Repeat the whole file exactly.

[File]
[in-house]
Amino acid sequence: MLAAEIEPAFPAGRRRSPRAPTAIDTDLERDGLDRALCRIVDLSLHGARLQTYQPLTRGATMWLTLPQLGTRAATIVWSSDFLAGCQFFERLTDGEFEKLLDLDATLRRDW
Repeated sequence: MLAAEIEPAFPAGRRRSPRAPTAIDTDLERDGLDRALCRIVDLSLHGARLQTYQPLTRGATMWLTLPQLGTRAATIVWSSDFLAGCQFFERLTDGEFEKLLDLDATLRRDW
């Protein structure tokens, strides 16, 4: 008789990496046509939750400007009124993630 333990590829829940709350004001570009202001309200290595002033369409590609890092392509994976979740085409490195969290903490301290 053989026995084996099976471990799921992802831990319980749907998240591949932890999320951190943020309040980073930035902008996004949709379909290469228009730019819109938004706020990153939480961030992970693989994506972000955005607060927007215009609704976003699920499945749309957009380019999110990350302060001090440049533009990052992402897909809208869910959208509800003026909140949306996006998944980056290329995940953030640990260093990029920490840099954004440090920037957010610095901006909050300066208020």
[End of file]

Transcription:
[in-house]
Amino acid sequence: MLAAEIEPAFPAGRRRSPRAPTAIDTDLERDGLDRALCRIVDLSLHGARLQTYQPLTRGATMWLTLPQLGTRAATIVWSSDFLAGCQFFERLTDGEFEKLLDLDATLRRDW
Repeated sequence: MLAAEIEPAFPAGRRRSPRAPTAIDTDLERDGLDRALCRIVDLSLHGARLQTYQPLTRGATMWLTLPQLGTRAATIVWSSDFLAGCQFFERLTDGEFEKLLDLDATLRRDW
């Protein structure tokens, strides 16, 4: 008789990496046509939750400007009124993630 333990590829829940709350004001570009202001309200290595002033369409590609890092392509994976979740085409490195969290903490301290 053989026995084996099976471990799921992802831990319980749907998240591949932890999320951190943020309040980073930035902008996004949709379909290469228009730019819109938004706020990153939480961030992970693989994506972000955005607060927007215009609704976003699920499945749309957009380019999110990350302060001090440049533009990052992402897909809208869910959208509800003026909140949306996006998944980056290329995940953030640990260093990029920490840099954004440090920037957010610095901006909050300066208020």